The lungs will also be auscultated (listened to with a stethoscope) at this time to check for sounds of trauma and fluid.

If your dog is showing any symptoms of shock or internal bleeding she will be catheterized (usually in the front leg) and fluids will be pumped into her rapidly-sometimes with the aid of a pump, sometimes the vet or an assistant will grab the bag and squeeze it to make the fluids go in as quickly as possible.

She will also be given an injection that will help many of her fluids return to the vessels. The fluids will stabilize her and there will be time to diagnose the other injuries. She may need x-rays to check her lungs for injuries, x-rays of the long bones she has injured to check for fractures, or maybe blood work to make sure her red blood cell level is stabilizing.

After your dog is stabilized with fluids and all diagnostics are finished, she can be put in a cage with a heating pad and perhaps with warm bags of fluid packed around her.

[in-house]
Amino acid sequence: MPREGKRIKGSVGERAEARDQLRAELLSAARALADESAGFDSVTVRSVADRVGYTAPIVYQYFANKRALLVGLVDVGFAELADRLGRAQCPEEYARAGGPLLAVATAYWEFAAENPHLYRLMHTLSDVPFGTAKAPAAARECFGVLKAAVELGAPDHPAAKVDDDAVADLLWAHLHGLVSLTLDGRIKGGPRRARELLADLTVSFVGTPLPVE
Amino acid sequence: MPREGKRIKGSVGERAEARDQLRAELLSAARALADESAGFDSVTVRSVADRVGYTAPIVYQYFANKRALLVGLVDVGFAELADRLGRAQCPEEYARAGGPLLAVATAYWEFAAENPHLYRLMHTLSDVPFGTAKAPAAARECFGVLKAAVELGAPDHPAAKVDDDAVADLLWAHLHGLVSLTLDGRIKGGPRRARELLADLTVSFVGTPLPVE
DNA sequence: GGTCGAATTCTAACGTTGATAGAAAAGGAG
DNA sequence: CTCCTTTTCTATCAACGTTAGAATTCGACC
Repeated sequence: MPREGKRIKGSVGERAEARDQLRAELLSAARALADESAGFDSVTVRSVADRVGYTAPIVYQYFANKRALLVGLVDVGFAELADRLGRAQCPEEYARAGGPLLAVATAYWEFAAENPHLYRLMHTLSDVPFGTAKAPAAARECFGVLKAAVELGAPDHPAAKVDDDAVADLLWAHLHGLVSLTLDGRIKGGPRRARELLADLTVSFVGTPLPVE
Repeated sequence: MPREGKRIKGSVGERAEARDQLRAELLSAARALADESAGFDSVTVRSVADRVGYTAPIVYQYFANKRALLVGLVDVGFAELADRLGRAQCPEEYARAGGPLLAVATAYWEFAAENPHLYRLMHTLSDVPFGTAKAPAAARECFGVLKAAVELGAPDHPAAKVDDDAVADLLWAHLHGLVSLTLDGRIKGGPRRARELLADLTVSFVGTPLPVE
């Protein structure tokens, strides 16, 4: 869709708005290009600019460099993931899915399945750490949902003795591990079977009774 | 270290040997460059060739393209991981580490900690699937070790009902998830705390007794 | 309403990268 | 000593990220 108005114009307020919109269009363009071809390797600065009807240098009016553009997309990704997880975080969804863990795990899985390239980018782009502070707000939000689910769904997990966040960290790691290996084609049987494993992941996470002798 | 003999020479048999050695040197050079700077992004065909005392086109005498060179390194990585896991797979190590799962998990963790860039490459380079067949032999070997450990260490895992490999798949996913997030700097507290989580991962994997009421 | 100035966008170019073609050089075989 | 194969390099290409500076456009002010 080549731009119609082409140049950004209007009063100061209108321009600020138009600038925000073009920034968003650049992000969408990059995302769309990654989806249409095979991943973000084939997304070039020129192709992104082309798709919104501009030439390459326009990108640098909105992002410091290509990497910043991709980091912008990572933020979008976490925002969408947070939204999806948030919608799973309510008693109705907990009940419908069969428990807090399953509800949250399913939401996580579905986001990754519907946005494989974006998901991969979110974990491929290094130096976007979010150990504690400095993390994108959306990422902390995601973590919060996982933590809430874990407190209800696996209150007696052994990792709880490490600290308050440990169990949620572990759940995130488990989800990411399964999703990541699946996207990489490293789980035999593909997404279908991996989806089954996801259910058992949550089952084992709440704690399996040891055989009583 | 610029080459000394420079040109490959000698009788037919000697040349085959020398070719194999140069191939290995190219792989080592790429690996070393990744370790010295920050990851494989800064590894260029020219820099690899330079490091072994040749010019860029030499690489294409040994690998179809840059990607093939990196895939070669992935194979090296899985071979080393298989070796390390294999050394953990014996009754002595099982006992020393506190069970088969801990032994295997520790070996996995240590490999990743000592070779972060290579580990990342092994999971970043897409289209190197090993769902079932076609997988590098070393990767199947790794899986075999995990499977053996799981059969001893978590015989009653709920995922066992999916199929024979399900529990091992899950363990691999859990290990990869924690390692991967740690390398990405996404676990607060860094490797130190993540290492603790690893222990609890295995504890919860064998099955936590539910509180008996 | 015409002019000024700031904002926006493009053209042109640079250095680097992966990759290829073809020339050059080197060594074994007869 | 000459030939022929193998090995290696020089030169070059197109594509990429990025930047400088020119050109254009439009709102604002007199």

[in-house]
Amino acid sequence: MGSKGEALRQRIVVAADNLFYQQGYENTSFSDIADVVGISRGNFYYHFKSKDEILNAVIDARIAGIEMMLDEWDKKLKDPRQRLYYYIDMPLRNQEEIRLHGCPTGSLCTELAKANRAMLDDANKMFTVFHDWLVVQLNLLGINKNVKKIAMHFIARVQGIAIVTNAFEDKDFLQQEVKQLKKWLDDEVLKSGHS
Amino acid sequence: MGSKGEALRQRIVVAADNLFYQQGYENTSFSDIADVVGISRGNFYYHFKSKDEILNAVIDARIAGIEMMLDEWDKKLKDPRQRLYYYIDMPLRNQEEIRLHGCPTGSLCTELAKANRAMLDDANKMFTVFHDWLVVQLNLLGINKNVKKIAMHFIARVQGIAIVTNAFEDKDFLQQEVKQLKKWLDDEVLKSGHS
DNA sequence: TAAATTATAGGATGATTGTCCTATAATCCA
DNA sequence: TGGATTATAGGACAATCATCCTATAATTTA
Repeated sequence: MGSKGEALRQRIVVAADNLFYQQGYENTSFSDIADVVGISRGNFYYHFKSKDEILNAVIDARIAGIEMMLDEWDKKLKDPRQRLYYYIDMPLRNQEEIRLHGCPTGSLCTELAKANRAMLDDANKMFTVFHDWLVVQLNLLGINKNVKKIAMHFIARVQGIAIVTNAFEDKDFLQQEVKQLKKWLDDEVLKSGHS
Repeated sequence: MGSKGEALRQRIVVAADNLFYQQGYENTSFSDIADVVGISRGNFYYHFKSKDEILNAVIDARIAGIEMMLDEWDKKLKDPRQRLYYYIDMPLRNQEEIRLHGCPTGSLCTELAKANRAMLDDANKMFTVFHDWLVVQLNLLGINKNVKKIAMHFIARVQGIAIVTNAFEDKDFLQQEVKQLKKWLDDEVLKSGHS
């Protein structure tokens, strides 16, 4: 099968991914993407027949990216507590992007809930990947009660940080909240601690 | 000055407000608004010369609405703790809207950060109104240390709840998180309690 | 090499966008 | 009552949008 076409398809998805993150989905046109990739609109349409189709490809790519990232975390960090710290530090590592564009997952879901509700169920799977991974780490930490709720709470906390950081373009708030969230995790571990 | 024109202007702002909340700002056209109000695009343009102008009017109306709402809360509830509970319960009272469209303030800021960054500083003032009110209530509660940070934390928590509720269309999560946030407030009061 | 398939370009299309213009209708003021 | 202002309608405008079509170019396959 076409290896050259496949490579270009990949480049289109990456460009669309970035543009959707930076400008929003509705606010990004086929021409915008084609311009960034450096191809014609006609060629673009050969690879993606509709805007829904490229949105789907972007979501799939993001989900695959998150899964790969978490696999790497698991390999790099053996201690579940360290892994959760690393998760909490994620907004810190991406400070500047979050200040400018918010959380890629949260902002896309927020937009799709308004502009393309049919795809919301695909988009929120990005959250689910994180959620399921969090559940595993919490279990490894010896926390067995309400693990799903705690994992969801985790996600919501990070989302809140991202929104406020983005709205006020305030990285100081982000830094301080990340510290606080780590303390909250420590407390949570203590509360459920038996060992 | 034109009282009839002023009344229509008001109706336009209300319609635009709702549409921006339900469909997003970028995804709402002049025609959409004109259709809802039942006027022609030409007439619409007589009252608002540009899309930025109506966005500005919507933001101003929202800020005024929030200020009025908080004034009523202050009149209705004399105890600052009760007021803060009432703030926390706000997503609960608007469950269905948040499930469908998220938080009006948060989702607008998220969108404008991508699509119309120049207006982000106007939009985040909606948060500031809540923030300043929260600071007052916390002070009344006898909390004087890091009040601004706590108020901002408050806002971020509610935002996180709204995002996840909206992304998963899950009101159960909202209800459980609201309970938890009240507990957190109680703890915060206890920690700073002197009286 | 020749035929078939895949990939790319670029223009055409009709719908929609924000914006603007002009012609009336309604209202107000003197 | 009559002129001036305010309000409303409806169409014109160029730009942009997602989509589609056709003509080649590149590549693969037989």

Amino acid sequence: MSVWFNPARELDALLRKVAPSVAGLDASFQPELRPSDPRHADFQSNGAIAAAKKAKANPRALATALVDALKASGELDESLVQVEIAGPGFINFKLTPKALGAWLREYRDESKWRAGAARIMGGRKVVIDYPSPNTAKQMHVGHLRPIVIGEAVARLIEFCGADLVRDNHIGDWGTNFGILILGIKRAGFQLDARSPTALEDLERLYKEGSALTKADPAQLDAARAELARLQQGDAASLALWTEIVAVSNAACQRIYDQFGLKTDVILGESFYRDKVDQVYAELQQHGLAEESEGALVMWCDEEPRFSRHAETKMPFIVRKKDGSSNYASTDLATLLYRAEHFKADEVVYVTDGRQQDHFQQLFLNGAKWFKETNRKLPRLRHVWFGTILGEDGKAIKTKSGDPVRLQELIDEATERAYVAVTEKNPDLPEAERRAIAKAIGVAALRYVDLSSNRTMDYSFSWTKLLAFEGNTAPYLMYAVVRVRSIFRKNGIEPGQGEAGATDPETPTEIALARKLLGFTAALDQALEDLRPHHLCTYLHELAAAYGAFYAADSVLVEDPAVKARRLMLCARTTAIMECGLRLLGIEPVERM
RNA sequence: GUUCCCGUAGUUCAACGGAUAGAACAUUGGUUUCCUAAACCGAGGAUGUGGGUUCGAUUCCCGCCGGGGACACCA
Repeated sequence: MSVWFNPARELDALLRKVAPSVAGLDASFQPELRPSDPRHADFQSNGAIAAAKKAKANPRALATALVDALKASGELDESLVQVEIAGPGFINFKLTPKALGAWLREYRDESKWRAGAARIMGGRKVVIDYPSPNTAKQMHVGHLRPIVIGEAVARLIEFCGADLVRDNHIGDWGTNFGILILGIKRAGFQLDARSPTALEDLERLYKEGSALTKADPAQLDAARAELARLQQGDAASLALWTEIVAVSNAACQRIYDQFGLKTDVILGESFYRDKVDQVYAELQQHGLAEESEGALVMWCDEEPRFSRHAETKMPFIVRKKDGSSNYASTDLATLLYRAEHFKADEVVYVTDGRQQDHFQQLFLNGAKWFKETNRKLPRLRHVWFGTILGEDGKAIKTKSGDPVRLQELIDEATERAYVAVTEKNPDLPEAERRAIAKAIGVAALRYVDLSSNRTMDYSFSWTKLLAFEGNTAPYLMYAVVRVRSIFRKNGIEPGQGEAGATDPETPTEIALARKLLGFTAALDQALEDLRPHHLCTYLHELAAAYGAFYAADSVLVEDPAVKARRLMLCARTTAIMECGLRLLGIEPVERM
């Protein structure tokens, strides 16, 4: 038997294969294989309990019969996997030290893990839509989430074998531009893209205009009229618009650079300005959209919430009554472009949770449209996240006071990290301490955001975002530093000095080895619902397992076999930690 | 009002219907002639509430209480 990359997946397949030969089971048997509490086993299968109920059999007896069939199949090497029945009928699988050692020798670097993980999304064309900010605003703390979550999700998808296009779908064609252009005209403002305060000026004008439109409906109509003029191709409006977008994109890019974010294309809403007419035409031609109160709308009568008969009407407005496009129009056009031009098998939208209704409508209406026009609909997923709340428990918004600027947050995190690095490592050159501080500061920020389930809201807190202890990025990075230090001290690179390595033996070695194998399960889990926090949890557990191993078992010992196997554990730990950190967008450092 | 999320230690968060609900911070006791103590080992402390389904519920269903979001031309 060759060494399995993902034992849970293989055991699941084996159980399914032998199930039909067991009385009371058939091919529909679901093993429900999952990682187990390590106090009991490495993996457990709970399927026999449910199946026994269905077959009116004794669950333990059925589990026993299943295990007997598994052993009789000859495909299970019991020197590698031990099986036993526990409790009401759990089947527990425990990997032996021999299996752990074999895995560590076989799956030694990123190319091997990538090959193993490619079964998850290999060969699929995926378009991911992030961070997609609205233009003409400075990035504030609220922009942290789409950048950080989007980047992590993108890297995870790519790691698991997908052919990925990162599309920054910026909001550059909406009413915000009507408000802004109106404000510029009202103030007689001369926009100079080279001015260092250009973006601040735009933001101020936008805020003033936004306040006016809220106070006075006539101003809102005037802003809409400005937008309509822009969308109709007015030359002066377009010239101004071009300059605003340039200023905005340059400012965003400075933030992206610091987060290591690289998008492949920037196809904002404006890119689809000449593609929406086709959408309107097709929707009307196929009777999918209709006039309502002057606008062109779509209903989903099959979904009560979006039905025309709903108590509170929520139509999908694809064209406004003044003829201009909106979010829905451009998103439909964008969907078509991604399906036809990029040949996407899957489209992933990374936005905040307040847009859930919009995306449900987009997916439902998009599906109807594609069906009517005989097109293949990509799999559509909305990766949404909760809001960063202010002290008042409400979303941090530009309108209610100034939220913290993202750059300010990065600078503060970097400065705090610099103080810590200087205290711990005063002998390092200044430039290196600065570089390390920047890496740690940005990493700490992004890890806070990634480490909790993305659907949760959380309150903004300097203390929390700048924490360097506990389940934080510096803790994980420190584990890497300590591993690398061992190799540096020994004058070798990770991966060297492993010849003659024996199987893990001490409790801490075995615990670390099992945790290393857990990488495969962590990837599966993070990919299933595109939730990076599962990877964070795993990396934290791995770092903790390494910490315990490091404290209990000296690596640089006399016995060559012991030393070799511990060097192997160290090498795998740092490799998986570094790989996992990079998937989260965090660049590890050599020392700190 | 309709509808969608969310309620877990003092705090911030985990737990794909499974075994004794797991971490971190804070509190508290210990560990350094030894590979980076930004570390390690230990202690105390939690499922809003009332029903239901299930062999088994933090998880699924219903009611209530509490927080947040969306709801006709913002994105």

Provide your dog with a comfortable area to rest when she comes home after surgery.
Provide your dog with a comfortable area to rest when she comes home after surgery. | Source

What about surgery?

If your dog has serious soft tissue damage, like a degloving wound (where the skin is peeled off and the flesh is exposed) it will be fixed as soon as she is no longer in danger of going in to shock.

A broken leg will not be fixed until your dog is totally stable. If it is a simple fracture she may be able to get by with a cast. More serious fractures may require a pin, a plate, or even an external fixation device.

Do not be surprised if she is referred to a specialist for these procedures. Remember that the fracture is not an emergency, and if it is not repaired properly she may lose her leg, or the ability to walk.

Can I take her home soon?